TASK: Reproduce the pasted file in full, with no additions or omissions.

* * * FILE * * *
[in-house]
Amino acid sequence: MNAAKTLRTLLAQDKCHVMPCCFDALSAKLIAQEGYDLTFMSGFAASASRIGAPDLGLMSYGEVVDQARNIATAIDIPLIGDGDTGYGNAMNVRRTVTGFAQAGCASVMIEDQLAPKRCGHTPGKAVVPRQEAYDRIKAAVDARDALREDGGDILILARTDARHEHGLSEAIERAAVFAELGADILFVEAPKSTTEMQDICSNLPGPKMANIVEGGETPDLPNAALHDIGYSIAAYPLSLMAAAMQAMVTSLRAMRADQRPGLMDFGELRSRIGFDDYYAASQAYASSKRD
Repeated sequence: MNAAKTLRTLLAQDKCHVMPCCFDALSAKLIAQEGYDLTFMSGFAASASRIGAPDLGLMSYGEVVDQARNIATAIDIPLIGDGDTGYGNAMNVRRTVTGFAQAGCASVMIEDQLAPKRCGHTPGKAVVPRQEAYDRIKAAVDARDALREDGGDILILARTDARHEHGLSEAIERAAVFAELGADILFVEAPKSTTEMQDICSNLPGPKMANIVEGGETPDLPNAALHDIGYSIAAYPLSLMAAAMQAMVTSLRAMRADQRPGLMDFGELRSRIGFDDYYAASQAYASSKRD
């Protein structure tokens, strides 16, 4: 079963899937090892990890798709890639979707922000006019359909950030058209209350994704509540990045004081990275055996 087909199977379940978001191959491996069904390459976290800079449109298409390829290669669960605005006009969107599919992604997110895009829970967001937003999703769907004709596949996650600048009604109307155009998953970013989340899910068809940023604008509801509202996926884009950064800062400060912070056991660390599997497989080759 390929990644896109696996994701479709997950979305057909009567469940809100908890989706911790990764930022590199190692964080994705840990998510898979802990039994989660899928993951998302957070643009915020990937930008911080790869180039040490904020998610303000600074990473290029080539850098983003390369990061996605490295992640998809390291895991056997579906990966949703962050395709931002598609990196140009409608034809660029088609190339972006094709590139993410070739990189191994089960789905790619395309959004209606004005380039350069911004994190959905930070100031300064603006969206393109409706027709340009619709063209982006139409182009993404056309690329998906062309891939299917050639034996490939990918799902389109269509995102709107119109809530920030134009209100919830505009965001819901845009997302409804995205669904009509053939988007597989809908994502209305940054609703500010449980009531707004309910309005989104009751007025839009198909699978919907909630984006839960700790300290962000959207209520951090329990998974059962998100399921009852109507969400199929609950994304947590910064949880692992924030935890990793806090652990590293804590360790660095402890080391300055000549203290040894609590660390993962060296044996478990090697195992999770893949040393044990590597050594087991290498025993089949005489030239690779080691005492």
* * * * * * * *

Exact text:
[in-house]
Amino acid sequence: MNAAKTLRTLLAQDKCHVMPCCFDALSAKLIAQEGYDLTFMSGFAASASRIGAPDLGLMSYGEVVDQARNIATAIDIPLIGDGDTGYGNAMNVRRTVTGFAQAGCASVMIEDQLAPKRCGHTPGKAVVPRQEAYDRIKAAVDARDALREDGGDILILARTDARHEHGLSEAIERAAVFAELGADILFVEAPKSTTEMQDICSNLPGPKMANIVEGGETPDLPNAALHDIGYSIAAYPLSLMAAAMQAMVTSLRAMRADQRPGLMDFGELRSRIGFDDYYAASQAYASSKRD
Repeated sequence: MNAAKTLRTLLAQDKCHVMPCCFDALSAKLIAQEGYDLTFMSGFAASASRIGAPDLGLMSYGEVVDQARNIATAIDIPLIGDGDTGYGNAMNVRRTVTGFAQAGCASVMIEDQLAPKRCGHTPGKAVVPRQEAYDRIKAAVDARDALREDGGDILILARTDARHEHGLSEAIERAAVFAELGADILFVEAPKSTTEMQDICSNLPGPKMANIVEGGETPDLPNAALHDIGYSIAAYPLSLMAAAMQAMVTSLRAMRADQRPGLMDFGELRSRIGFDDYYAASQAYASSKRD
């Protein structure tokens, strides 16, 4: 079963899937090892990890798709890639979707922000006019359909950030058209209350994704509540990045004081990275055996 087909199977379940978001191959491996069904390459976290800079449109298409390829290669669960605005006009969107599919992604997110895009829970967001937003999703769907004709596949996650600048009604109307155009998953970013989340899910068809940023604008509801509202996926884009950064800062400060912070056991660390599997497989080759 390929990644896109696996994701479709997950979305057909009567469940809100908890989706911790990764930022590199190692964080994705840990998510898979802990039994989660899928993951998302957070643009915020990937930008911080790869180039040490904020998610303000600074990473290029080539850098983003390369990061996605490295992640998809390291895991056997579906990966949703962050395709931002598609990196140009409608034809660029088609190339972006094709590139993410070739990189191994089960789905790619395309959004209606004005380039350069911004994190959905930070100031300064603006969206393109409706027709340009619709063209982006139409182009993404056309690329998906062309891939299917050639034996490939990918799902389109269509995102709107119109809530920030134009209100919830505009965001819901845009997302409804995205669904009509053939988007597989809908994502209305940054609703500010449980009531707004309910309005989104009751007025839009198909699978919907909630984006839960700790300290962000959207209520951090329990998974059962998100399921009852109507969400199929609950994304947590910064949880692992924030935890990793806090652990590293804590360790660095402890080391300055000549203290040894609590660390993962060296044996478990090697195992999770893949040393044990590597050594087991290498025993089949005489030239690779080691005492």